No point moaning after you’ve lost your shirt

7 min read

Of the many events going on in the dying days of December and into the hesitant first days of January one that caught my eye was the impact of the impending arrival of the EU’s Bank Resolution and Recovery Directive and the severe ructions it caused in Portugal in the days leading up to Christmas.

Let me start with my conclusion, which is this: why oh why don’t investors get themselves out of the line of the fire when they can – and when the writing is on the wall – rather than acting hurt or surprised when harm befalls them and acting tough when they’ve already lost their shirts?

What am I talking about? Let’s back up a little.

First, the Portuguese resolution authority hurriedly bailed out and sold the good assets of Banif – Banco Internacional do Funchal to Santander Totta, the local subsidiary of Santander – for €150m in December. Shareholders and subordinated creditors will be bailed in to cover losses.

Second, certain institutional bondholders of Novo Banco were effectively wiped out because five lines of euro-denominated senior debt with nominal value of €1.941bn were transferred to bad bank Banco Espirito Santo ahead of BES’s winding up.

The Bank of Portugal had little choice really, faced with a projected capital deficit of €1.398bn at Novo Banco coming out of the ECB’s Comprehensive Assessment/Stress Test. As a result of the transfer, Novo Banco’s CET1 rose to around 13% from 9.4% at the mid-year stage.

The fact that the December transfer of liabilities was supposedly the final re-cut will offer little solace to bondholders affected, although why any of them thought it was an unexpected act is a mystery to me. If anything it suggests something approaching negligence on the part of affected investors, as the bonds collapsed from the mid-90s to a price of around 10. I say they’ve only got themselves to blame.

And if, by the way, you threaten legal action on the back of supposed pari passu breaches in the BES/Novo Banco case, you’d better read carefully the legal small print of the resolution documentation and understand the latitude that resolution authorities have in such cases.

In a story as far back as mid-September about a spike in Novo Banco’s CDS levels owing to (ultimately well founded) doubts over the bank’s sale, my colleague David Wigan wrote: “[Novo Banco] CDS prices were boosted by rumours that senior bonds might be bailed in as part of a plan to restructure the bank …” In other words, it was an open secret that this might happen. In the circumstances, you’d have thought real-money investors would have got out of the line of fire months ago and left the fight to the distressed or vulture community.

No matter that the original plan had been to sell non-core assets to plug the capital deficit, the authorities had made it pretty clear at the time of the original resolution plan that switching assets and liabilities from Novo Banco to BES was a distinct possibility in a bid to ensure that Novo Banco remained a going concern and losses were borne by shareholders and creditors rather than the country’s banking sector, depositors or taxpayers.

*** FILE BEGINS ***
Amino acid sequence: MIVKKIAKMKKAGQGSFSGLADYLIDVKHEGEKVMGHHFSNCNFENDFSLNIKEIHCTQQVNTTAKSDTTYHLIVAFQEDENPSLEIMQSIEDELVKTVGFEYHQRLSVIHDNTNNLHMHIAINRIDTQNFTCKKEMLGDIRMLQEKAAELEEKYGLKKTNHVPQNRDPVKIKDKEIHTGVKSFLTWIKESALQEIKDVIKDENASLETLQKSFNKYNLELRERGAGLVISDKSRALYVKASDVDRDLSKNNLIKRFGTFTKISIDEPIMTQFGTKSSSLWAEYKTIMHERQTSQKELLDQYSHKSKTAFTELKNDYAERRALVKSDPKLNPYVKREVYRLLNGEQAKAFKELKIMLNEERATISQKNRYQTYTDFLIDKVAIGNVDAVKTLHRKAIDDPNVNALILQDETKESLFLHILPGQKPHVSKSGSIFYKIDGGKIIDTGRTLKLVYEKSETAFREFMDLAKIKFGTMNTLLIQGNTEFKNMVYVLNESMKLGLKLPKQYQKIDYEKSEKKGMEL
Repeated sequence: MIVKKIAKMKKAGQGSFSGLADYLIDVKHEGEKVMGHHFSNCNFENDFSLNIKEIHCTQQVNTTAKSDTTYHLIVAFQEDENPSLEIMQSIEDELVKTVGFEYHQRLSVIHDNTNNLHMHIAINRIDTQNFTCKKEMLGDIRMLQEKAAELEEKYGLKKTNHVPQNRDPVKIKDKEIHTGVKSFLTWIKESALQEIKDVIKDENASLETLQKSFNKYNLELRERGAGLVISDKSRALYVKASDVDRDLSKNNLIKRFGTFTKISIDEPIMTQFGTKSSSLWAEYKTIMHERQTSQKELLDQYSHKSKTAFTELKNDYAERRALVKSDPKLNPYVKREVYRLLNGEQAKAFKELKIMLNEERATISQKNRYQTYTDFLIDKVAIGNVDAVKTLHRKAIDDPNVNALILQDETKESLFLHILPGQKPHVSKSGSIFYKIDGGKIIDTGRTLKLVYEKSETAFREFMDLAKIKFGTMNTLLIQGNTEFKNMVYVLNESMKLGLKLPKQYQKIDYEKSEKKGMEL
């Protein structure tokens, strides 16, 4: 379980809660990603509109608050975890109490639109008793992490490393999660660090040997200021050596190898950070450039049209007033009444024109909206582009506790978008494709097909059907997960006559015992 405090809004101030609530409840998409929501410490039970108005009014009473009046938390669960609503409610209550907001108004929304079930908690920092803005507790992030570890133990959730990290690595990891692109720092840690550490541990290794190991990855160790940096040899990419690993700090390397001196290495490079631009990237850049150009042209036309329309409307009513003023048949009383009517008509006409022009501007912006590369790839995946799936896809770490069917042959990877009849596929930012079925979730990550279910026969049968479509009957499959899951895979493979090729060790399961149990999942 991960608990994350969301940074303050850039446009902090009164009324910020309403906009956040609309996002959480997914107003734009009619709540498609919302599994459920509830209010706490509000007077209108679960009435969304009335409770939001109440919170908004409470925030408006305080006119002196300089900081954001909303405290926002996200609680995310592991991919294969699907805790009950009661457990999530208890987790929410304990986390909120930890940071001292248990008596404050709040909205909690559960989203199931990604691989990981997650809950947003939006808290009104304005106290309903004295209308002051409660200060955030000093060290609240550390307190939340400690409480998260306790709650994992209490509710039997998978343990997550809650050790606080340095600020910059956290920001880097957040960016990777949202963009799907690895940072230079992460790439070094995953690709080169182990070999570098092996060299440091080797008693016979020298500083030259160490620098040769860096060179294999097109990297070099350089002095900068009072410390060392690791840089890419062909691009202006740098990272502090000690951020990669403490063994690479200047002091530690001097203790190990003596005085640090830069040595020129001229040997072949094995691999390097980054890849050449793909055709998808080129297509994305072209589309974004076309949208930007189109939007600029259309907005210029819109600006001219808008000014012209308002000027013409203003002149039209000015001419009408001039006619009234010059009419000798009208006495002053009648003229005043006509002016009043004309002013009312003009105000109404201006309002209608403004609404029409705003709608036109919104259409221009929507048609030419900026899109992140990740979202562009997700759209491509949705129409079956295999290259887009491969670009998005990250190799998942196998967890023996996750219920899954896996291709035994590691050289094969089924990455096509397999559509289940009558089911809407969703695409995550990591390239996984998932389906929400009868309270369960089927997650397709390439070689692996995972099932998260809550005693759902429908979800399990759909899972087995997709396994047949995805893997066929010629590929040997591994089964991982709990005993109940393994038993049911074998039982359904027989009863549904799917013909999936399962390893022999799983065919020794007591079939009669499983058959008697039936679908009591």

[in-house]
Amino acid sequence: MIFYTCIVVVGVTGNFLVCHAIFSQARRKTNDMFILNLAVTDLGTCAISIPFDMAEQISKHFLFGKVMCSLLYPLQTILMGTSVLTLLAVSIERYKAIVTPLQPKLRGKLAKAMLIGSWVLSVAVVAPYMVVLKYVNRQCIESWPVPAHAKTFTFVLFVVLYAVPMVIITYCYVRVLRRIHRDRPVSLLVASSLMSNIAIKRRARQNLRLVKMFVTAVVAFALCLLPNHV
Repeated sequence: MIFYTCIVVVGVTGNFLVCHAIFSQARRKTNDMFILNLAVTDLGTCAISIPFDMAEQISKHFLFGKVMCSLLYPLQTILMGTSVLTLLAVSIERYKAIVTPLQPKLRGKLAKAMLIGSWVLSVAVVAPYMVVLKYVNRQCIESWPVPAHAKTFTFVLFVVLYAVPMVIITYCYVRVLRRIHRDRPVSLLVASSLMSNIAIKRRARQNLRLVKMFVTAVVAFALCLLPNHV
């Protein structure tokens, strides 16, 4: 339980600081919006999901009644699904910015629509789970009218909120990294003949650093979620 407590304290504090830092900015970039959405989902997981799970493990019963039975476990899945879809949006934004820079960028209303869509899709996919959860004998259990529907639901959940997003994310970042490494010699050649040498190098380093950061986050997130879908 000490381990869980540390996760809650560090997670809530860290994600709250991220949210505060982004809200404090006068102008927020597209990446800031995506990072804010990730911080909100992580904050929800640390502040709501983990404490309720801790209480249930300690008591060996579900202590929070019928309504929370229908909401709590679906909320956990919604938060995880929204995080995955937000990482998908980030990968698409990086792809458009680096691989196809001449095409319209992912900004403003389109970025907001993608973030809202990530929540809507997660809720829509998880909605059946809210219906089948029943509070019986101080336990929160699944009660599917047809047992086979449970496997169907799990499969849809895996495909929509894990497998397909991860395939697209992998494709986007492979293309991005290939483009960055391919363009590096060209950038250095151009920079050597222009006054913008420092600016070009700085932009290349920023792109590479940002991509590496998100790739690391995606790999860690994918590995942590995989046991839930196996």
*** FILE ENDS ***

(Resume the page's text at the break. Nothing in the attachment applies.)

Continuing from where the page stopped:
Sale fiasco

As for the Novo Banco sale, what a fiasco the process has been. Portuguese authorities have applied to the EC to have the deadline extended after they halted the process in December, declaring the bids from Anbang Insurance Group, Fosun International and private equity firm Apollo unsatisfactory. The Chinese bidders, in particular, were said to have attached so many conditions as to make their bids untenable. If that was the case they should have been disqualified months ago.

So what happens now? I read that Spain’s Caixabank and Santander might be bidding at the second auction, although I wonder about the latter in the light of the Banif developments. That said, its Banif takeover boosted its share of the Portuguese market to number two (among private sector lenders) behind BCP so the shot at the number one spot may be too tempting to pass up.

Caixabank dropped a bid last year to acquire the remainder of Banco BPI (in which it has a 44% stake) as negotiations ran into trouble following pushback from Angolan investor Isabel dos Santos, BPI’s second largest shareholder. But the Spanish bank presumably remains interested in adding assets in Portugal.

One potential home-grown outcome is a merger between Novo Banco and Banco BPI. Incidentally, a merger between Banco BPI and BCP, the country’s largest private sector lender, has previously been mooted and is, I gather, an outcome preferred by dos Santos, so watch out for that.

Beyond the strict confines of the banking story, the most pressing issue for the Portuguese government is that the costs of the bank bailouts sit on the state’s books, which is severely straining budget deficit reduction efforts. The Banif bailout resulted in an injection of €2.26bn of state aid plus an additional €422m in guarantees to cover potential losses on assets transferred to Santander. The government had previously injected €1.1bn into Banif in 2013, €700m for a 60% equity stake and the rest in CoCos.

In summary, bail-in is part of the investing landscape. There’s no getting away from that. Investing in small, storied, second-tier banks in the EU periphery can be risky. Investors need to keep their ears to the ground, be crystal clear about resolution modalities and methodologies, and price their risk appropriately.

Yield pick-up is a wonderful thing in a world of super low euro rates. But it can come with strings attached. If they’re not prepared to do the leg work, investors should exit and buy something else. Long drawn out legal battles after the event don’t strike me as a good way to proceed. And the hope-and-a-prayer method of protecting capital in a world that’s likely to be volatile in this coming year is best left out of the playbook.

Keith Mullin